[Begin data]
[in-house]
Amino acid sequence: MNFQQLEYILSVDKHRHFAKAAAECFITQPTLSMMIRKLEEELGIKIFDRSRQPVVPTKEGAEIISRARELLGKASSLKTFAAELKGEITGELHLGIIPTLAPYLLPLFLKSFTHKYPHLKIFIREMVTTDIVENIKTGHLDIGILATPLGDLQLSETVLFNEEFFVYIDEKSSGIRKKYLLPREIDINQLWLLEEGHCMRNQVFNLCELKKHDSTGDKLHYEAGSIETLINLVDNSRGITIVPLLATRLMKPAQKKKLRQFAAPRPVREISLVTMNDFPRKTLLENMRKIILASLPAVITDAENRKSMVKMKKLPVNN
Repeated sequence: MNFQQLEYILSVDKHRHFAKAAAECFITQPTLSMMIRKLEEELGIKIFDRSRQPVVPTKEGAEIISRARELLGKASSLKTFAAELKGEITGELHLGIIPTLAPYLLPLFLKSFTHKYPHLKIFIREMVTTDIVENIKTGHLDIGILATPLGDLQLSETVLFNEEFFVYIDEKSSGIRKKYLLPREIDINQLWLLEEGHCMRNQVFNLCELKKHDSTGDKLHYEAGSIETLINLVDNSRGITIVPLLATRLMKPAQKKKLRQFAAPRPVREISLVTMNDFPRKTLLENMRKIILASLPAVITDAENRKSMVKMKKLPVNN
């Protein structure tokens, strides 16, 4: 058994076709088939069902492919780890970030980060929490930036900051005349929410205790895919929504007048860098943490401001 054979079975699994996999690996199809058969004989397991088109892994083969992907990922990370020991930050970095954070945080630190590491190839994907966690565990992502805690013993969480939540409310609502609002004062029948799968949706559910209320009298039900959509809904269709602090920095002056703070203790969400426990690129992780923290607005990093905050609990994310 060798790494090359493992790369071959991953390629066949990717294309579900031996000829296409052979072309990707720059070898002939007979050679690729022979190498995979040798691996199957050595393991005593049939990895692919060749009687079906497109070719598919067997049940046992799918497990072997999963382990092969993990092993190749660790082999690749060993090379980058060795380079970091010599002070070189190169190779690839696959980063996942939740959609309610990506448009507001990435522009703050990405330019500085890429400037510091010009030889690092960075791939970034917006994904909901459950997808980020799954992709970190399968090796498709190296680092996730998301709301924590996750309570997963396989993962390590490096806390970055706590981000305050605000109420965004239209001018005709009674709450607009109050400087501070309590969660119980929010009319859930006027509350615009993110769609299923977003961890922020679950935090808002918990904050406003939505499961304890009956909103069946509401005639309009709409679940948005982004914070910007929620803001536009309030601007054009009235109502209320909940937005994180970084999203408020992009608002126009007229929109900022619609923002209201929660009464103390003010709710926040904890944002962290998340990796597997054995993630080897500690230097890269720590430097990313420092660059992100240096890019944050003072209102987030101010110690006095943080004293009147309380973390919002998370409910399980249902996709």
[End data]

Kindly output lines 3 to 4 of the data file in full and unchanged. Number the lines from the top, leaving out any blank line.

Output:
Repeated sequence: MNFQQLEYILSVDKHRHFAKAAAECFITQPTLSMMIRKLEEELGIKIFDRSRQPVVPTKEGAEIISRARELLGKASSLKTFAAELKGEITGELHLGIIPTLAPYLLPLFLKSFTHKYPHLKIFIREMVTTDIVENIKTGHLDIGILATPLGDLQLSETVLFNEEFFVYIDEKSSGIRKKYLLPREIDINQLWLLEEGHCMRNQVFNLCELKKHDSTGDKLHYEAGSIETLINLVDNSRGITIVPLLATRLMKPAQKKKLRQFAAPRPVREISLVTMNDFPRKTLLENMRKIILASLPAVITDAENRKSMVKMKKLPVNN
């Protein structure tokens, strides 16, 4: 058994076709088939069902492919780890970030980060929490930036900051005349929410205790895919929504007048860098943490401001 054979079975699994996999690996199809058969004989397991088109892994083969992907990922990370020991930050970095954070945080630190590491190839994907966690565990992502805690013993969480939540409310609502609002004062029948799968949706559910209320009298039900959509809904269709602090920095002056703070203790969400426990690129992780923290607005990093905050609990994310 060798790494090359493992790369071959991953390629066949990717294309579900031996000829296409052979072309990707720059070898002939007979050679690729022979190498995979040798691996199957050595393991005593049939990895692919060749009687079906497109070719598919067997049940046992799918497990072997999963382990092969993990092993190749660790082999690749060993090379980058060795380079970091010599002070070189190169190779690839696959980063996942939740959609309610990506448009507001990435522009703050990405330019500085890429400037510091010009030889690092960075791939970034917006994904909901459950997808980020799954992709970190399968090796498709190296680092996730998301709301924590996750309570997963396989993962390590490096806390970055706590981000305050605000109420965004239209001018005709009674709450607009109050400087501070309590969660119980929010009319859930006027509350615009993110769609299923977003961890922020679950935090808002918990904050406003939505499961304890009956909103069946509401005639309009709409679940948005982004914070910007929620803001536009309030601007054009009235109502209320909940937005994180970084999203408020992009608002126009007229929109900022619609923002209201929660009464103390003010709710926040904890944002962290998340990796597997054995993630080897500690230097890269720590430097990313420092660059992100240096890019944050003072209102987030101010110690006095943080004293009147309380973390919002998370409910399980249902996709």